Orpheus Island… possibly the East Coasts’ best kept secret! IF you have a soft spot for marine invertebrates, “geekin’ it out” with researchers, total disconnection from mobile and internet services, and scavenging for bush tucker (“taka”) when supplies run low. I loved it (although I wouldn’t have survived indefinitely)!
I found out about it while I was in Kuranda. An American woman staying at the hostel had spent the last month teaching marine ecology to a group of students from the States. They’d stayed at all the major research stations from Brisbane to Carins. When I told her how cool I thought that would be she mentioned that there were volunteer positions available. Within 24hrs I’d secured a spot on the next boat to Orhpeus Island. It cut my stay in Carins a little short, but was well worth it!
Not an atoll (an island developed from coral build up over thousands of years) like many islands found in the Great Barrier Reef, Orpheus is rock solid… with a heavy frosting of sand! The boat ride from Taylor’s Beach took about an hour. As we pulled into the bay, a white strip of beach emerged between the rainforest and mangroves. Idyllic!
Only after getting off the beach, did the research buildings emerge from behind the foreshore scrub. The island is also a National Park, so the footprint of the research station is very small. The first thing that you find when approaching the station is a large round touch tank – I spent a lot of time scaring the clams and coaxing Nemo from his anemone!
The research station is run by James Cook University. They’ve got a constant stream of researchers and volunteers running through the station. While I was there I spent quite a bit of time with the crew volunteering for a woman doing her PhD on Ciguatera (a toxic microorganism with effects similar to shell fish poisoning from red tide). From what I understand, ciguatera is a dinoflagellate that lives on algae, which the herbivorous reef fish eat, which are then eaten by bigger fish, and bigger fish, etc… until humans eat it. Along the food chain the toxin bioaccumulates or builds up, so by the time we eat it the levels are high enough to be toxic. The symptoms are really unpleasant, including a tingling pain so horrible that people suffering from it have asked for amputation instead of waiting for pain killers to set in! EEEPP! At the moment there is no commercial test for it, so technically you run the risk every time you eat a reef fish. This researcher was trying to determine if there were seasonal variations or certain areas on the reef that tend to have higher levels of ciguatera to help reduce the cases of ciguatera poisoning.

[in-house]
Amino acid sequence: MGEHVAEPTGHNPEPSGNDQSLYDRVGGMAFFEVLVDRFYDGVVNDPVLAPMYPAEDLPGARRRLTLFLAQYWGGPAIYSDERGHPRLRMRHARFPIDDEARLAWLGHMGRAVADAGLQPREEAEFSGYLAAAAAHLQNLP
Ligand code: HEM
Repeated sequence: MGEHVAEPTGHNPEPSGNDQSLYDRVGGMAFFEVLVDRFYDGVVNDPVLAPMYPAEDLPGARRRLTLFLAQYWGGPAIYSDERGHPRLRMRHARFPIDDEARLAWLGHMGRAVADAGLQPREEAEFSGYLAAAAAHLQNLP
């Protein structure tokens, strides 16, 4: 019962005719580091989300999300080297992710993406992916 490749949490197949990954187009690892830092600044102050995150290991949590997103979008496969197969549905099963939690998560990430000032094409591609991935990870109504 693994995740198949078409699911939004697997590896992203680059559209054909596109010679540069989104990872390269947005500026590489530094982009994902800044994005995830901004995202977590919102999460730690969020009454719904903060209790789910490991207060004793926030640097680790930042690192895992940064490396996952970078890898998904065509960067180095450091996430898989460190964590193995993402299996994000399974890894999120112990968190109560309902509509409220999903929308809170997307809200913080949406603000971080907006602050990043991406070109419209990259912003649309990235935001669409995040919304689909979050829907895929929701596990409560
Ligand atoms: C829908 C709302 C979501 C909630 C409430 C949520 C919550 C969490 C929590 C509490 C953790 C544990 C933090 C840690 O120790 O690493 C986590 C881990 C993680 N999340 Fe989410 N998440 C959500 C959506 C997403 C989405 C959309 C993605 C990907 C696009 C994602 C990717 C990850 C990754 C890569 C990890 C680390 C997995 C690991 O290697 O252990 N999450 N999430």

So these algae folks were great fun! They were out on the research boat in shifts – one day on, one day off sort of thing. Sooo, on their day off we was lucky enough to get to go out in the dingy for snorkeling. The reefs around the island were beautiful! Lots of fish, sea turtles, and humpback whales!
Volunteer Work…. Shouldn’t Really Be Called Work
Other then having lots of fun, as a volunteer on the island we were expected to do some work. Jess and Amy were volunteering with me; they were nursing students from Townsville on a weekend getaway from school work – great girls! Most of the work was weeding, but on the last day I also got to drive the mini-tractor! We were pulling out lantana, which is an invasive exotic that spreads everywhere – kinda like the Himalayan blackberry at home. We tied a rope to the back of the tractor and around the base of the lantana stalks, and then hit the gas…very slowly.
The research station is located on the West side of the island, so its beach is very protected. The beach on the East side of the island gets hit hard by incoming waves and a lot of debris. We hiked up and over to the East side to check out the beach and I was shocked by how much garbage there was. The research station cleans it up every three months when their garbage barge comes, so I can’t imagine what it would be like if they weren’t there to clean it up! Most of the washed up garbage was shoes, and smaller pieces of hard plastic. All slowly breaking up, and on it’s way to the garbage island in the middle of the Pacific Ocean.
Exploring the tide pools is one of my favorite past times, so it was very cool to see the tidal flats exposed on Orpheus. During my visit the low tides were some of the lowest of the year; at low tide the tidal flat stretched out for about 60m. The bottom was sandy for the first bit, and then started to become coral. Closed toe shoes were a must because of stone fish (danger danger) and cone shells (danger danger) and sting rays (danger danger). It was amusing to watch everyone jump from sandy spot to sandy spot in an effort to avoid walking on the hard coral, but as you got further out it was inevitable. The soft corals looked like colourful inflated rubber
gloves. As the day wore on it really started to stink because the corals were excreting nasty smelling slime to protect themselves from the sun. In the shallow pools there were baby sharks to chase, giant clams (nature’s water gun), anemones, and tube worms to watch.
One morning a big prawn fishing boat was sitting in the bay because it was too rough to fish. The algae folks bought a few kilos of fresh prawns and we all feasted on them on our last night on the island! Very delicious.
I left a couple days early because the algae folks offered me a free ride down to Townsville. Townsville isn’t very exciting, but it is the gateway to another island paradise – Magnetic Island.